Scientific laws have a life journey of their own. While some end up becoming an axiom, others get derived as a corollary and few into theorems. However, only few theorems win the award to receive the status of a law. The struggle for this is quite tough as establishing theories into foundational laws can almost take up entirety of a scientist’s lifespan.
In this rat race, when we hear of a law, our natural tendency is to incline towards the statement with pre-established acceptance to its truth. However, we should have a scientific inclination to question the truth to the law instead, else science would stop to grow. Not all laws possess the luxury of Newton’s laws; while some laws only have mathematical proof, others only possess theoretical proof. In such a situation, minds are often left to ponder over the truth of the statement. Such is the case with Murphy’s law. Let’s find out what the chaos is about!
Definition of Murphy’s Law
In its simplest form, Murphy’s Law states: If anything can go wrong, it will. In reality, it’s us who give Murphy’s Law relevance. When life goes well, little is made of it. After all, we expect that things should work out in our favor. But when things go badly, we look for reasons. Murphy’s Law taps into our tendency to dwell on the negative and overlook the positive. It seems to poke fun at us for being such hotheads, and it uses the rules of probability to support itself.
Here could be some instances where this law plays out in our heads:
- When you lose something important, you won’t expect to find it in the last place you look.
- When standing in line in a large store with multiple checkouts, you watch the other lines to move faster. Even when you try moving to a shorter line as many times as you like, you always find it to become the slowest.
- If your laptop has been misbehaving and you take it to your IT Department, it works perfectly when the IT guy tries it out.
Frustrating, eh? You can even try this out for yourself and test your thought process. Imagine yourself sitting comfortably at home and eating a cheeze-dripping pizza and now imagine that with you completely dressed up for a formal event. You will be convinced that somehow something will drip on your dress.
Edward J Murphy was a Major in the US Air Force in the 1940s, specializing in development engineering. As much of his work involved testing experimental designs, he was frequently faced with things that didn’t exactly go to plan. Scholars differ on precisely what words were originally used when the phrase ‘Murphy’s Law’ was first coined, but the meaning is evident.
Furthermore, as Murphy and his team were breaking new ground, they were unable to rely on the kind of tried-and-tested procedures used effectively elsewhere in the military to ensure zero defects. As a result, they had to depend on their own initiative to get things right, and one team member in particular could virtually be relied upon to step on the proverbial banana skin.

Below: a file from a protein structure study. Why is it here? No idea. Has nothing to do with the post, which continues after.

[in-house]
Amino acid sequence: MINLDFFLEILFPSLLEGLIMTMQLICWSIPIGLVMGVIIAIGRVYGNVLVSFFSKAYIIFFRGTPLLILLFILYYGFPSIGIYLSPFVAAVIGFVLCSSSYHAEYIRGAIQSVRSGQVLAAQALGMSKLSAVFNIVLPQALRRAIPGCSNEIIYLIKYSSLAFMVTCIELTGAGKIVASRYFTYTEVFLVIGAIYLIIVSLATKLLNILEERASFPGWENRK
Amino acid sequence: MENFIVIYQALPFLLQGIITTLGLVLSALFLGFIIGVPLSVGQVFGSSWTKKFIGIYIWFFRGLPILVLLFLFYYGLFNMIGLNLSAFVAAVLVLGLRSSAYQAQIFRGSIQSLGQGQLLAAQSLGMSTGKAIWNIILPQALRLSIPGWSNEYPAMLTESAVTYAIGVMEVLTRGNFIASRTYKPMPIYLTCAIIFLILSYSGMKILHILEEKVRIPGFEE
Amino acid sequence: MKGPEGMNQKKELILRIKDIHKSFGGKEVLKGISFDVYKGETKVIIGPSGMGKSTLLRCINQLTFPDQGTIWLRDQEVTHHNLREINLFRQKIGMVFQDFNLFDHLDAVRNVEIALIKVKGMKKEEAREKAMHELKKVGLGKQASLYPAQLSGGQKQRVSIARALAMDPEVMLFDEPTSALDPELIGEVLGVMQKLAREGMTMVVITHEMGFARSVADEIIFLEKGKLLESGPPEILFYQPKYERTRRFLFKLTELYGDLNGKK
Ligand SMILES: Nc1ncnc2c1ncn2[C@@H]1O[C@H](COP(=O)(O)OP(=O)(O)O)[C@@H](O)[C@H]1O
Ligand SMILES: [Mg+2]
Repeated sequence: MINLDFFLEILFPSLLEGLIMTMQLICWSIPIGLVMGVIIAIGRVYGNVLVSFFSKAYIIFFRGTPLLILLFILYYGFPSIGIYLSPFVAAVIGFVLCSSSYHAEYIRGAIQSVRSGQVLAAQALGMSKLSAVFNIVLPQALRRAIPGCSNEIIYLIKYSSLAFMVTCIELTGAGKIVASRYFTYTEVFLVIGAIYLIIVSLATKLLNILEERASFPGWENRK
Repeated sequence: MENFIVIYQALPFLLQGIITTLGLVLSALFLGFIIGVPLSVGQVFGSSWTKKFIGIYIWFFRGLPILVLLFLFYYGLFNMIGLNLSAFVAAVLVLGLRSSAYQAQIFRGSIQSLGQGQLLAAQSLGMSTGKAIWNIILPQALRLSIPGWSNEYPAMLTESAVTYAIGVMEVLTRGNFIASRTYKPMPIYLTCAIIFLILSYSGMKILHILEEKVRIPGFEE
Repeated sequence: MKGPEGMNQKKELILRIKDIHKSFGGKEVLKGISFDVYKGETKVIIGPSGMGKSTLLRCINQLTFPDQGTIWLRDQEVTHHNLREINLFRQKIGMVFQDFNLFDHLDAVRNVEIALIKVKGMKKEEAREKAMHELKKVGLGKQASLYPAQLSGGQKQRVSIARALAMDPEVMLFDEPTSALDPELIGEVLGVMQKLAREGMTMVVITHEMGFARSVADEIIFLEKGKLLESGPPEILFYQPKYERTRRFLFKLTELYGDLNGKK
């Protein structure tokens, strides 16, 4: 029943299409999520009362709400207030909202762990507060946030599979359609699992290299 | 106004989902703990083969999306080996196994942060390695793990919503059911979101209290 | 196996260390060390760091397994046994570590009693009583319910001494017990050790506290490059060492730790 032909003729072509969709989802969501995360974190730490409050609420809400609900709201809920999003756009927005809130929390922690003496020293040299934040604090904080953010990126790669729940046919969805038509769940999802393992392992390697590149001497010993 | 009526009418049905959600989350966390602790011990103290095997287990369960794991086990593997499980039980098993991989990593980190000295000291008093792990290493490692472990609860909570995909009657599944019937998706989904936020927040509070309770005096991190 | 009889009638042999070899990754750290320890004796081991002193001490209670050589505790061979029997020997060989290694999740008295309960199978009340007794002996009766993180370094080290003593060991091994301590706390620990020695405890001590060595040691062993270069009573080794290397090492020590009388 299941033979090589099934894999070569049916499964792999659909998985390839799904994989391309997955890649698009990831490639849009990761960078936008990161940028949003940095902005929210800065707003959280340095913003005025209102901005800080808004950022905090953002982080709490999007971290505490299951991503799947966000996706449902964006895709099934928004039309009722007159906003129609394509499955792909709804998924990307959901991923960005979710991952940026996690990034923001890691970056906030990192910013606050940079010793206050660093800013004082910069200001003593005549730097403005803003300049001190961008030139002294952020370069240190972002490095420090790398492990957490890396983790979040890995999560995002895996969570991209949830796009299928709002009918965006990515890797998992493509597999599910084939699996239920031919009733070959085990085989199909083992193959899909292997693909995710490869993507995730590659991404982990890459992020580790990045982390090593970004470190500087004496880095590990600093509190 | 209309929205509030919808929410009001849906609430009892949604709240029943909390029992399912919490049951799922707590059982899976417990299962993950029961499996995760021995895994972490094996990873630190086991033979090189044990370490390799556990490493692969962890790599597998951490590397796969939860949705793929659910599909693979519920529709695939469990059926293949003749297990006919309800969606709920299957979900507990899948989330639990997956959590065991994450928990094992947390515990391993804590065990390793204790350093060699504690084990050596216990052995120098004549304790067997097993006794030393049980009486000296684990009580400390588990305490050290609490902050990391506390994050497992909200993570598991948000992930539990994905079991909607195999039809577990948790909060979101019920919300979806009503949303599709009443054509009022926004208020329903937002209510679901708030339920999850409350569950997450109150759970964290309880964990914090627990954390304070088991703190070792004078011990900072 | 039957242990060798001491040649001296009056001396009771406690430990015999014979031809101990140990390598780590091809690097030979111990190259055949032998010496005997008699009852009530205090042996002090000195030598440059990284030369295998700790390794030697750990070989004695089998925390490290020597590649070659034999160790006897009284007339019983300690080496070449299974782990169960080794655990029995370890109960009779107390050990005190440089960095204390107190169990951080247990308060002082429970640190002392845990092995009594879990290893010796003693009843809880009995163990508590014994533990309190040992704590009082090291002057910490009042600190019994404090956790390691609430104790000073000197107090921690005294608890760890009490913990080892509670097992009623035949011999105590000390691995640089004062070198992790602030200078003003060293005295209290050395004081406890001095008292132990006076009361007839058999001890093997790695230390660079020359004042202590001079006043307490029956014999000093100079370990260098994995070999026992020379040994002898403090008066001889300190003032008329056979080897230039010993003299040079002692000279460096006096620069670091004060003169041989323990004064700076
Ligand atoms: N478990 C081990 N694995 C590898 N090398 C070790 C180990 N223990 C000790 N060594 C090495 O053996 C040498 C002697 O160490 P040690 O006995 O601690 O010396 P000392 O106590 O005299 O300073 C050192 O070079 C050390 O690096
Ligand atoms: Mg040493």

According to Richard Dawkins of the University of Oxford, so-called laws like Murphy’s law is nonsense because they require inanimate objects to have desires of their own, or else to react according to one’s own desires. Dawkins points out that a certain class of events may occur all the time, but are only noticed when they become a nuisance. He gives as an example aircraft noise interfering with filming. Aircraft are in the sky all the time, but are only taken note of when they cause a problem. This is a form of confirmation bias whereby the investigator seeks out evidence to confirm his already formed ideas, but does not look for evidence that contradicts them.
Similarly, David Hand, emeritus professor of mathematics and senior research investigator at Imperial College London, points out that the law of truly large numbers should lead one to expect the kind of events predicted by Murphy’s law to occur occasionally. Selection bias will ensure that those ones are remembered and the many times Murphy’s law was not true are forgotten.
There have been persistent references to Murphy’s law associating it with the laws of thermodynamics from early on. In particular, Murphy’s law is often cited as a form of the second law of thermodynamics (the law of entropy) because both are predicting a tendency to a more disorganised state. All in all, it is disregarded on grounds that our judgement is purely based on our bias towards the occurrence of negative outcomes of events, completely shutting our eye towards finding proof to counter-events.
Apart from the law of thermodynamics, several business theories are also extended based on Murphy’s law:
- Project Planning: If anything can go wrong, it will. Usually at the most inopportune time.
- Performance Management: If someone can get it wrong, they will.
- Risk Assessment: If several things can go wrong, the one you would least like to happen will occur.
- Practical creativity: If you can think of four ways that something can go wrong, it will go wrong in a fifth way.
After all, when approaching an electrical socket with a two-pronged plug engineered to only fit one way, we have a 50-percent chance of getting it right. Then again, we have a 50-percent chance of getting it wrong, too. Perhaps the best explanation for our attraction to Murphy’s Law is an underlying belief that all events are predetermined and therefore inevitable.